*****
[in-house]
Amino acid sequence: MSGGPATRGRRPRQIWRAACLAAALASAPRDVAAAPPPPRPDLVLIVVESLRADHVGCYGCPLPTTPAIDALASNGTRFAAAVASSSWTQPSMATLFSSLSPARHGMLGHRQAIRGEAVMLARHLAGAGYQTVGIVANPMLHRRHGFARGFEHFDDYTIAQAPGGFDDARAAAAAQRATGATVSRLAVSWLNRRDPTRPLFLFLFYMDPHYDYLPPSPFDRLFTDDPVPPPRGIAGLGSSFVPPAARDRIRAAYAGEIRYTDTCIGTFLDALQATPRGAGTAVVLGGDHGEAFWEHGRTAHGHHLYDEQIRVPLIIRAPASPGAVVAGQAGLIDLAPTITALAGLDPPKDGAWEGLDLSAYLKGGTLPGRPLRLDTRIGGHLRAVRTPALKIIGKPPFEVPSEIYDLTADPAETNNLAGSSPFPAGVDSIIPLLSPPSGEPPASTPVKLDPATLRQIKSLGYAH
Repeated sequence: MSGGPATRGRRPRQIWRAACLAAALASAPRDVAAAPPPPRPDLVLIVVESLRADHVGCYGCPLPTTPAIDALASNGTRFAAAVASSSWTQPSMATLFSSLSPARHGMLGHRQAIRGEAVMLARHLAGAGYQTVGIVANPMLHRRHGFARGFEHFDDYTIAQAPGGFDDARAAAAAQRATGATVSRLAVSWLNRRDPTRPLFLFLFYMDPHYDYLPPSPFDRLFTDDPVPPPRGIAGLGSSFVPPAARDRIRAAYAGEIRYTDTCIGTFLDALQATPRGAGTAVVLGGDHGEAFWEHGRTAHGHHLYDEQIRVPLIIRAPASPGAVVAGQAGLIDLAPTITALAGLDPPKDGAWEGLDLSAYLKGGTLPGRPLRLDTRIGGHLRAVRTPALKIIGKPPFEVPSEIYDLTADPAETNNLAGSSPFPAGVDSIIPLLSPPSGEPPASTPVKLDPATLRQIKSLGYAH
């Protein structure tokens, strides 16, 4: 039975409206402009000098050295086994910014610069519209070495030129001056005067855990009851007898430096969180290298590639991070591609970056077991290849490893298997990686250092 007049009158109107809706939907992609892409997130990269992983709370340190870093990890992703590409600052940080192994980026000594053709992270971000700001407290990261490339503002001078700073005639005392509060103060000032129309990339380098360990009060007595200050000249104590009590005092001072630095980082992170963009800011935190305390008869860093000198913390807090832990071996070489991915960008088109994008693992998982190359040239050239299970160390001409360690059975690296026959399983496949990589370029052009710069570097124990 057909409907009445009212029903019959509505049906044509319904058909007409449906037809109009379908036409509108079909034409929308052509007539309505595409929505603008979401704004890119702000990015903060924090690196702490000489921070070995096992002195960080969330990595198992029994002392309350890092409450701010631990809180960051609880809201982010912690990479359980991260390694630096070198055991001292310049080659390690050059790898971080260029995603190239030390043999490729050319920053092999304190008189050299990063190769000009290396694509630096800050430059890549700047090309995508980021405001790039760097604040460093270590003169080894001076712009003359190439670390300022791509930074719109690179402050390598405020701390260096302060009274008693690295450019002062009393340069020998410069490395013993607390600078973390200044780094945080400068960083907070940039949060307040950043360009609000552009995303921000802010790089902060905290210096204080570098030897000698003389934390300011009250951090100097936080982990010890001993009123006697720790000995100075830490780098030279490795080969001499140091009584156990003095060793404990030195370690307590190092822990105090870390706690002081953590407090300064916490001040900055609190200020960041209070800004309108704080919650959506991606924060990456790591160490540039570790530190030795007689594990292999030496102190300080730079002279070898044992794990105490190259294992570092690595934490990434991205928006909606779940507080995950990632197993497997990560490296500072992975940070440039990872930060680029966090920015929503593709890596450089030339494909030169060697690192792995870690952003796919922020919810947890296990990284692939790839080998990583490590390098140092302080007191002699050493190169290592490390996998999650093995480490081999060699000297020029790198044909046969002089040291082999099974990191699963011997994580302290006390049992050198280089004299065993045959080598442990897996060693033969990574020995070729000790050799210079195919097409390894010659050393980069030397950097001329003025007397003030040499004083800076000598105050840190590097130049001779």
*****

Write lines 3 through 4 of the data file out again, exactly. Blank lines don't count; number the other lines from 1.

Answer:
Repeated sequence: MSGGPATRGRRPRQIWRAACLAAALASAPRDVAAAPPPPRPDLVLIVVESLRADHVGCYGCPLPTTPAIDALASNGTRFAAAVASSSWTQPSMATLFSSLSPARHGMLGHRQAIRGEAVMLARHLAGAGYQTVGIVANPMLHRRHGFARGFEHFDDYTIAQAPGGFDDARAAAAAQRATGATVSRLAVSWLNRRDPTRPLFLFLFYMDPHYDYLPPSPFDRLFTDDPVPPPRGIAGLGSSFVPPAARDRIRAAYAGEIRYTDTCIGTFLDALQATPRGAGTAVVLGGDHGEAFWEHGRTAHGHHLYDEQIRVPLIIRAPASPGAVVAGQAGLIDLAPTITALAGLDPPKDGAWEGLDLSAYLKGGTLPGRPLRLDTRIGGHLRAVRTPALKIIGKPPFEVPSEIYDLTADPAETNNLAGSSPFPAGVDSIIPLLSPPSGEPPASTPVKLDPATLRQIKSLGYAH
């Protein structure tokens, strides 16, 4: 039975409206402009000098050295086994910014610069519209070495030129001056005067855990009851007898430096969180290298590639991070591609970056077991290849490893298997990686250092 007049009158109107809706939907992609892409997130990269992983709370340190870093990890992703590409600052940080192994980026000594053709992270971000700001407290990261490339503002001078700073005639005392509060103060000032129309990339380098360990009060007595200050000249104590009590005092001072630095980082992170963009800011935190305390008869860093000198913390807090832990071996070489991915960008088109994008693992998982190359040239050239299970160390001409360690059975690296026959399983496949990589370029052009710069570097124990 057909409907009445009212029903019959509505049906044509319904058909007409449906037809109009379908036409509108079909034409929308052509007539309505595409929505603008979401704004890119702000990015903060924090690196702490000489921070070995096992002195960080969330990595198992029994002392309350890092409450701010631990809180960051609880809201982010912690990479359980991260390694630096070198055991001292310049080659390690050059790898971080260029995603190239030390043999490729050319920053092999304190008189050299990063190769000009290396694509630096800050430059890549700047090309995508980021405001790039760097604040460093270590003169080894001076712009003359190439670390300022791509930074719109690179402050390598405020701390260096302060009274008693690295450019002062009393340069020998410069490395013993607390600078973390200044780094945080400068960083907070940039949060307040950043360009609000552009995303921000802010790089902060905290210096204080570098030897000698003389934390300011009250951090100097936080982990010890001993009123006697720790000995100075830490780098030279490795080969001499140091009584156990003095060793404990030195370690307590190092822990105090870390706690002081953590407090300064916490001040900055609190200020960041209070800004309108704080919650959506991606924060990456790591160490540039570790530190030795007689594990292999030496102190300080730079002279070898044992794990105490190259294992570092690595934490990434991205928006909606779940507080995950990632197993497997990560490296500072992975940070440039990872930060680029966090920015929503593709890596450089030339494909030169060697690192792995870690952003796919922020919810947890296990990284692939790839080998990583490590390098140092302080007191002699050493190169290592490390996998999650093995480490081999060699000297020029790198044909046969002089040291082999099974990191699963011997994580302290006390049992050198280089004299065993045959080598442990897996060693033969990574020995070729000790050799210079195919097409390894010659050393980069030397950097001329003025007397003030040499004083800076000598105050840190590097130049001779």